printf("\tThat's an invalid choice.\n");
        menu();
}

Would have shown you:

You entered
 (10).
That's an invalid choice.

Between the fact it was on a different line, and checking that decimal result against an ASCII table you'd see that 1010 is the newline character, which could help lead you to a result.

Edit:

1 option for consuming a newline -

printf("what character?");
c = getchar(); // Get the character from stdin
getchar();     // consume the newline character that was left

a second option:

printf("what character?");
scanf("%c ", &c); // Get the character from stdin, note the space after the %c
                  // that will allow any special characters including \t and \n

If you just want to get the character and then end at & consume the '\n', you have to add and escape the newline char:

printf("what character?");
scanf("%c\\n", &c);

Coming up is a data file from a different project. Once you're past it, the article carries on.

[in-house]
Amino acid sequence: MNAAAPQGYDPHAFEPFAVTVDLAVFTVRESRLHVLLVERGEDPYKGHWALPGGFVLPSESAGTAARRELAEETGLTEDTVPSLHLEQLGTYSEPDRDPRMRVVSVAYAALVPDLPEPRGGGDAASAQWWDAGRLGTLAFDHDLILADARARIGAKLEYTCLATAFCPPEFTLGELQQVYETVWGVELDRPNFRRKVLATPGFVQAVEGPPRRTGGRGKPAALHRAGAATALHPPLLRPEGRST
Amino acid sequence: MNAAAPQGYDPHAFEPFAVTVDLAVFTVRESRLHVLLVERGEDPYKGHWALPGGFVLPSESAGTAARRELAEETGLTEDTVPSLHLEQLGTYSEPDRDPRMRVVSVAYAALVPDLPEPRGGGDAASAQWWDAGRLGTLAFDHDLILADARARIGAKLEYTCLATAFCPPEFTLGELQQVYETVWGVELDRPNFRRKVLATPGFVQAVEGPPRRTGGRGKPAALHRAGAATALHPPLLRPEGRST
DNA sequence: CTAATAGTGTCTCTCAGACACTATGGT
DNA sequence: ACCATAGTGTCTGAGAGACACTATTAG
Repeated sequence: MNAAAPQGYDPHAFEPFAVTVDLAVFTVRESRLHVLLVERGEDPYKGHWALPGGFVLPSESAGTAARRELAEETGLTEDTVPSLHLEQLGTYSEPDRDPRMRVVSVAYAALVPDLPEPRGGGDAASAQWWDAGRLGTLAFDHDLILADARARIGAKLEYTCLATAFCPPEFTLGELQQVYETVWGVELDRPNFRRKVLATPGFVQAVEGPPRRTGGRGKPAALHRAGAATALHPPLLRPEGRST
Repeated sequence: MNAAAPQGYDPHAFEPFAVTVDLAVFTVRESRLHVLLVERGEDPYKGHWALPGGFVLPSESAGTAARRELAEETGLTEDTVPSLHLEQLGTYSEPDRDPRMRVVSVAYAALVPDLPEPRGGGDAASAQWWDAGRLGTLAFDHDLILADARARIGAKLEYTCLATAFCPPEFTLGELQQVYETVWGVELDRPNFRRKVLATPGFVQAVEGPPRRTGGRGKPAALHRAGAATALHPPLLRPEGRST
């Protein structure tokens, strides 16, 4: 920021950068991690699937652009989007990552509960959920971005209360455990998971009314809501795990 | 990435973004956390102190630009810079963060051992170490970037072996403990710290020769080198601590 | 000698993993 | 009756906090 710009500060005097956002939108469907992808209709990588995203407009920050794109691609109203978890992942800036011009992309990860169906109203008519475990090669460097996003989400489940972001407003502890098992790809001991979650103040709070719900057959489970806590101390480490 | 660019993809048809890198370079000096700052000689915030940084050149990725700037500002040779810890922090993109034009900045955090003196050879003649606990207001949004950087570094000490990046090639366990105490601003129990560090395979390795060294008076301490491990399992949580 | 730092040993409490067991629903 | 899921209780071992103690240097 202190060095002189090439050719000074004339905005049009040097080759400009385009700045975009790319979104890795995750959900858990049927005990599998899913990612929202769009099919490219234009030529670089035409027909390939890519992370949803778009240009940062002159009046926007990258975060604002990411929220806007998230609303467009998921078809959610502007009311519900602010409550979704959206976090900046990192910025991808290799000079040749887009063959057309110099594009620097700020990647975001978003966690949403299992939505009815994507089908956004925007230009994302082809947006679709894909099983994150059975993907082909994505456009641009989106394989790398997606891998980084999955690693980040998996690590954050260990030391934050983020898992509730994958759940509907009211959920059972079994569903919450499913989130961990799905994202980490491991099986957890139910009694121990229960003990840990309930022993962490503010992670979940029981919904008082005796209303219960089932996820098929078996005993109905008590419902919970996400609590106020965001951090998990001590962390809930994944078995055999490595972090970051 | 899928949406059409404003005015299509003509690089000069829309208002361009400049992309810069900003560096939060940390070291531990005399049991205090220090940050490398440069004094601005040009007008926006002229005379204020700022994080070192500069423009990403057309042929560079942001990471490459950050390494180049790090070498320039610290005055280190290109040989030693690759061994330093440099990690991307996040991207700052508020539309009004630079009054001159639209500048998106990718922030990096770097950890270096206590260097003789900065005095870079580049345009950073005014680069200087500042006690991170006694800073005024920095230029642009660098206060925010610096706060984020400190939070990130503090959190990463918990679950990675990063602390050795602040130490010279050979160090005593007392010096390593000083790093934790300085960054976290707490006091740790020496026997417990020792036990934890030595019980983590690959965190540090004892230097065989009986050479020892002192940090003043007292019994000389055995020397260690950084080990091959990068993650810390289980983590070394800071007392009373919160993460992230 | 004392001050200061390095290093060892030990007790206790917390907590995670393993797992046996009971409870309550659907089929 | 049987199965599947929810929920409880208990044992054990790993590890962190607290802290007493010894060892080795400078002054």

share|improve this answer
    
Very helpful. It did not solve my problem but it did lead me to further understanding on how this works. Thank you! –  James Manes Dec 4 '12 at 18:50
1  
@JamesManes - Yeah, I didn't really mention how to fix it, just what was happening... In retrospect I added a few "quick" fixes for your interest (see the Edit to my post). The second option is the better one as it allows for more flexability –  Mike Dec 5 '12 at 14:53
    
I looked into it and I started using the getchar() option. Using scanf("%c " &c"); failed. After hitting enter to make the selection it would just make a new line in the terminal. I could keep hitting enter over and over with nothing but new lines being outputted. –  James Manes Dec 5 '12 at 16:27
    
@JamesManes ... are you using Visual Studio by any chance? –  Mike Dec 5 '12 at 16:42
1  
@JamesManes - OK, regardless, try out that last edit on my post (the MS hack) and see if it works on your setup as well. I'd be interested to know. –  Mike Dec 5 '12 at 16:46

As others have pointed out, it's the newline character. Just add another

(void) getchar(); /* read and discard newline */

where ever you only want to read one character.